Comprehensive testing for pre-cancerous gastric conditions
Helicobacter pylori is a gram-negative bacterium that commonly infects the stomach. For most people, infection doesn’t trigger any problems, however, it can cause gastric and duodenal ulcers or, more alarmingly, lead to mucosal damage resulting in gastric atrophy (GA) or gastric intestinal metaplasia (GIM), which are both pre-neoplastic conditions. H. pylori is therefore recognised as a group 1 (carcinogenic) pathogen, and must be carefully considered in the care of patients presenting with gastrointestinal problems.
Dyspepsia is a common complaint associated with H. pylori infection, and is mostly well managed by GPs. However, in refractory cases or where patients present with more urgent symptoms, GPs may refer to a specialist for endoscopy or test for H. pylori infection.
Current testing guidelines
Public Health England currently recommends the stool antigen test in primary care, which accurately detects H. pylori fragments if the patient is shedding them in their stools. However, this test has many limitations in the patient’s overall care; if they have had previous antibiotic therapy, a bleeding gastric ulcer or GA, they can return false negative results. More critically, patients usually acquire infection earlier in life, and can therefore harbour H. pylori for 30 years or more before symptoms present. An H. pylori test alone does not show the extent of mucosal damage caused over this time.
A more thorough diagnostic approach
GastroPanel® is indicated for the first-line diagnosis of H. pylori infection and GA in patients with dyspepsia. It is a non-invasive blood test panel that comprises four analytes: an H. pylori antibody test, and three more tests for stomach-specific biomarkers, including:
- pepsinogen I, which is exclusively produced by the glands in the upper part of the stomach;
- pepsinogen II, which is produced across the whole stomach and, to a lesser extent, in the proximal duodenum;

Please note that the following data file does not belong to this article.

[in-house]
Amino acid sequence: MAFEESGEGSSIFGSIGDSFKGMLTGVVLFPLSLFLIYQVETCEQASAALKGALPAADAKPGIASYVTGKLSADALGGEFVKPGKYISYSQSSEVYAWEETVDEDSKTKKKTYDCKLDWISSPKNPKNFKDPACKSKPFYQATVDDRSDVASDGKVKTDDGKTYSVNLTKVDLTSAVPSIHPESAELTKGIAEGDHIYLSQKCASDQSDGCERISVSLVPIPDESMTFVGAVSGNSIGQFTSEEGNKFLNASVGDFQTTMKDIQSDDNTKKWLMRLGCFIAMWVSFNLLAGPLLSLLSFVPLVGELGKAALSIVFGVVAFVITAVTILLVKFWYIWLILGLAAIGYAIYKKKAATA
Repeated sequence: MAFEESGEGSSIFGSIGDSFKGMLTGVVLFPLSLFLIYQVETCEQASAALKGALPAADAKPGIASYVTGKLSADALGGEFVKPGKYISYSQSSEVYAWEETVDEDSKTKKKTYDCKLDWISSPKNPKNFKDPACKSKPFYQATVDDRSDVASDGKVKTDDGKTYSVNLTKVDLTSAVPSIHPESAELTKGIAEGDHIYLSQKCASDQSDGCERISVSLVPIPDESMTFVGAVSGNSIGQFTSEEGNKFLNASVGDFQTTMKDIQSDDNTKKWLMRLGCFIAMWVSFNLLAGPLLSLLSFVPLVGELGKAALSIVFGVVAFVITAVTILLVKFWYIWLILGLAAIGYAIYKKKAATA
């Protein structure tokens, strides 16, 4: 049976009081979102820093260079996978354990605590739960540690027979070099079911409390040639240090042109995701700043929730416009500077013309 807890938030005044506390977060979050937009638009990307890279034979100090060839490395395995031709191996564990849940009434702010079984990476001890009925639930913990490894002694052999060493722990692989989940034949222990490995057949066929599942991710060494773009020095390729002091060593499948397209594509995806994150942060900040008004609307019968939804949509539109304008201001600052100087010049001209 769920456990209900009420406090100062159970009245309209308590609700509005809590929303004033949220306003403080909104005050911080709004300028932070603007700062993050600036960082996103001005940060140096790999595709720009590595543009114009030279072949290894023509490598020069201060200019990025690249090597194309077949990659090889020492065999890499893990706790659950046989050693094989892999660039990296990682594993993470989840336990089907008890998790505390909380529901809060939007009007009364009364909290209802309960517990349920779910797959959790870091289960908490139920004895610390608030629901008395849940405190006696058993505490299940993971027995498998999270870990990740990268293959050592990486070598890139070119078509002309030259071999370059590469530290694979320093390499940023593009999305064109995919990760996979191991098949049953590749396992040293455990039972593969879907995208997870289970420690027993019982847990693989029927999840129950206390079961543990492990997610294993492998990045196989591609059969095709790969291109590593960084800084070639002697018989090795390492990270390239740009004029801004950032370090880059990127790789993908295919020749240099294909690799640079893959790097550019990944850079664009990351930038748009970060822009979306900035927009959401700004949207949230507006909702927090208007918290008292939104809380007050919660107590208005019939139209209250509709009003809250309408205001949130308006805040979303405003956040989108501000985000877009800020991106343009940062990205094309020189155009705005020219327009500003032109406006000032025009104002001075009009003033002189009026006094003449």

- gastrin-17, which is exclusively produced by the antral G-cells in the lower part of the stomach.
By measuring these four biomarkers together, it is possible to determine whether there is any damage to the gastric glands that represents atrophy, which from a clinical point of view is one of the most important diseases of the stomach and a significant risk factor for gastric cancer. GastroPanel can help identify those patients at risk, and contribute to the early intervention of gastrointestinal disorders.
Reasons to use GastroPanel to improve patient care
- It is a risk-free, user-friendly laboratory blood test that supports the diagnosis of:
- healthy stomach mucosa;
- functional and organic dyspepsia. When GastroPanel results indicate a healthy stomach mucosa, the cause of stomach problems is often functional dyspepsia or a disease outside the stomach;
- GA and the severity of the condition (normal, gastritis or GA), specifically in the corpus and antrum areas of the stomach;
- H. pylori infection;
- achlorhydria of the stomach (anacidic stomach).
- The four-panel assay provides decisive clinical information on a patient, which leads to informed decisions on whether further examination (gastroscopy) or treatment (eg. PPI) is needed.
- It can reduce the cost burden on the healthcare system by:
- identifying patients who need a gastroscopy;
- prioritising and examining patients in the early phase of disease;
- detecting patients with a high risk of developing gastric cancer.
GastroPanel is a comprehensive test for patients presenting with gastrointestinal problems where H. pylori is suspected. It is proven to deliver excellent clinical performance, with a recent meta-analysis on the diagnostic accuracy of GastroPanel for GA reporting 74.7 % sensitivity, 95.6 % specificity and a negative predictive value of 91 %.1 These results strongly support GastroPanel in its use in screening selective patients for pre-cancerous gastric conditions.
To find out more about BIOHIT’s GastroPanel, visit: www.biohithealthcare.co.uk/gastropanel.
1. Zagari RM, Rabitti S, Greenwood DC, Eusebi LH, Vestito A, Bazzoli F. Systematic review with meta-analysis: diagnostic performance of the combination of pepsinogen, gastrin-17 and anti-Helicobacter pylori antibodies serum assays for the diagnosis of atrophic gastritis. Aliment Pharmacol Ther. 2017 Oct;46(7):657-667. doi: 10.1111/apt.14248. Epub 2017 Aug 7. PMID: 28782119.